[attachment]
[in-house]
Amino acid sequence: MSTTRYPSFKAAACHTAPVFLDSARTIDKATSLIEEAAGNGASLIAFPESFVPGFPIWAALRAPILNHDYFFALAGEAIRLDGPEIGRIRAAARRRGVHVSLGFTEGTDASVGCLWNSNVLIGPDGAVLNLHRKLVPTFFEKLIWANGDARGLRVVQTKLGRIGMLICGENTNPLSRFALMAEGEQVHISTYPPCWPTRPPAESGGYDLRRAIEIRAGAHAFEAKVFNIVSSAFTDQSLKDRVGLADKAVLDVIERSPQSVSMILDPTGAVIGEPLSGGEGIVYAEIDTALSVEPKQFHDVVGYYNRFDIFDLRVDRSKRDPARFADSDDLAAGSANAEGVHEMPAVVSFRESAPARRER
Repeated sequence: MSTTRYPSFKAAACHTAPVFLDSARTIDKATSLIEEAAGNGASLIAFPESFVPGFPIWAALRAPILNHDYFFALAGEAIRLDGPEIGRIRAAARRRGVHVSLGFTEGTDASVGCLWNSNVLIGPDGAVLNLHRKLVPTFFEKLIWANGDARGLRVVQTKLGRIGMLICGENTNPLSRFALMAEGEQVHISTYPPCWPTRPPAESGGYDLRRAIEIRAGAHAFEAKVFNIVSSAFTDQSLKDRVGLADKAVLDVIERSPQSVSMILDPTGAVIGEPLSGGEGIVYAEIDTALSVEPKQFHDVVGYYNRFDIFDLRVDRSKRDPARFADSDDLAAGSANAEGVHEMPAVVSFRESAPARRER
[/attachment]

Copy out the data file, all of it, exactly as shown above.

[in-house]
Amino acid sequence: MSTTRYPSFKAAACHTAPVFLDSARTIDKATSLIEEAAGNGASLIAFPESFVPGFPIWAALRAPILNHDYFFALAGEAIRLDGPEIGRIRAAARRRGVHVSLGFTEGTDASVGCLWNSNVLIGPDGAVLNLHRKLVPTFFEKLIWANGDARGLRVVQTKLGRIGMLICGENTNPLSRFALMAEGEQVHISTYPPCWPTRPPAESGGYDLRRAIEIRAGAHAFEAKVFNIVSSAFTDQSLKDRVGLADKAVLDVIERSPQSVSMILDPTGAVIGEPLSGGEGIVYAEIDTALSVEPKQFHDVVGYYNRFDIFDLRVDRSKRDPARFADSDDLAAGSANAEGVHEMPAVVSFRESAPARRER
Repeated sequence: MSTTRYPSFKAAACHTAPVFLDSARTIDKATSLIEEAAGNGASLIAFPESFVPGFPIWAALRAPILNHDYFFALAGEAIRLDGPEIGRIRAAARRRGVHVSLGFTEGTDASVGCLWNSNVLIGPDGAVLNLHRKLVPTFFEKLIWANGDARGLRVVQTKLGRIGMLICGENTNPLSRFALMAEGEQVHISTYPPCWPTRPPAESGGYDLRRAIEIRAGAHAFEAKVFNIVSSAFTDQSLKDRVGLADKAVLDVIERSPQSVSMILDPTGAVIGEPLSGGEGIVYAEIDTALSVEPKQFHDVVGYYNRFDIFDLRVDRSKRDPARFADSDDLAAGSANAEGVHEMPAVVSFRESAPARRER